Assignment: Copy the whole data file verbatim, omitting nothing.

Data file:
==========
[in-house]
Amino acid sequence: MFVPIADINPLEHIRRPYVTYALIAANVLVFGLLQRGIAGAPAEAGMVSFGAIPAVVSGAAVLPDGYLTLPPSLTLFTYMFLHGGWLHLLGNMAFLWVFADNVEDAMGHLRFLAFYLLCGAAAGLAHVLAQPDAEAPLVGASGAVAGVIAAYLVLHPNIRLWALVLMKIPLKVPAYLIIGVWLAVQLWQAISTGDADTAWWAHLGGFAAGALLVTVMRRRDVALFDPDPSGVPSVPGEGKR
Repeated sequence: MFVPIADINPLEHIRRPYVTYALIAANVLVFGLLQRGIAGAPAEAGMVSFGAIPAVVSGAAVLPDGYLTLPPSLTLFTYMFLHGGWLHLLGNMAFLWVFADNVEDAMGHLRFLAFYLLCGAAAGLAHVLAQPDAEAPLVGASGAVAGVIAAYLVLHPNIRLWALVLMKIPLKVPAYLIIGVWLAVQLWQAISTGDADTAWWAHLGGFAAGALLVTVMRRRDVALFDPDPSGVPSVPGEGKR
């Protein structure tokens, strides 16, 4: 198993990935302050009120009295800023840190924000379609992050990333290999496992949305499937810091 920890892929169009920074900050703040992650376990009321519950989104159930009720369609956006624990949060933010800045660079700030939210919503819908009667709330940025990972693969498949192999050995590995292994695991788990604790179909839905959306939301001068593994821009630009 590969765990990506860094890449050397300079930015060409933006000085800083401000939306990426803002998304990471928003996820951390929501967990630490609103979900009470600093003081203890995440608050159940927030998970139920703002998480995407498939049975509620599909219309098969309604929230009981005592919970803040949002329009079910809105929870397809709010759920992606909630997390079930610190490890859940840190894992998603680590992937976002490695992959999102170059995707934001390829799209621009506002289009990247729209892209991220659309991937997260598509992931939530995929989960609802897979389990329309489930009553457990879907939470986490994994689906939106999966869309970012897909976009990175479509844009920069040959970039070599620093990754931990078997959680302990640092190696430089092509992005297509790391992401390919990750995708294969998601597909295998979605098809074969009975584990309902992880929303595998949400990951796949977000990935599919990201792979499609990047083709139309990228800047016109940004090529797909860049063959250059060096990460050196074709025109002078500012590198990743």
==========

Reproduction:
[in-house]
Amino acid sequence: MFVPIADINPLEHIRRPYVTYALIAANVLVFGLLQRGIAGAPAEAGMVSFGAIPAVVSGAAVLPDGYLTLPPSLTLFTYMFLHGGWLHLLGNMAFLWVFADNVEDAMGHLRFLAFYLLCGAAAGLAHVLAQPDAEAPLVGASGAVAGVIAAYLVLHPNIRLWALVLMKIPLKVPAYLIIGVWLAVQLWQAISTGDADTAWWAHLGGFAAGALLVTVMRRRDVALFDPDPSGVPSVPGEGKR
Repeated sequence: MFVPIADINPLEHIRRPYVTYALIAANVLVFGLLQRGIAGAPAEAGMVSFGAIPAVVSGAAVLPDGYLTLPPSLTLFTYMFLHGGWLHLLGNMAFLWVFADNVEDAMGHLRFLAFYLLCGAAAGLAHVLAQPDAEAPLVGASGAVAGVIAAYLVLHPNIRLWALVLMKIPLKVPAYLIIGVWLAVQLWQAISTGDADTAWWAHLGGFAAGALLVTVMRRRDVALFDPDPSGVPSVPGEGKR
């Protein structure tokens, strides 16, 4: 198993990935302050009120009295800023840190924000379609992050990333290999496992949305499937810091 920890892929169009920074900050703040992650376990009321519950989104159930009720369609956006624990949060933010800045660079700030939210919503819908009667709330940025990972693969498949192999050995590995292994695991788990604790179909839905959306939301001068593994821009630009 590969765990990506860094890449050397300079930015060409933006000085800083401000939306990426803002998304990471928003996820951390929501967990630490609103979900009470600093003081203890995440608050159940927030998970139920703002998480995407498939049975509620599909219309098969309604929230009981005592919970803040949002329009079910809105929870397809709010759920992606909630997390079930610190490890859940840190894992998603680590992937976002490695992959999102170059995707934001390829799209621009506002289009990247729209892209991220659309991937997260598509992931939530995929989960609802897979389990329309489930009553457990879907939470986490994994689906939106999966869309970012897909976009990175479509844009920069040959970039070599620093990754931990078997959680302990640092190696430089092509992005297509790391992401390919990750995708294969998601597909295998979605098809074969009975584990309902992880929303595998949400990951796949977000990935599919990201792979499609990047083709139309990228800047016109940004090529797909860049063959250059060096990460050196074709025109002078500012590198990743």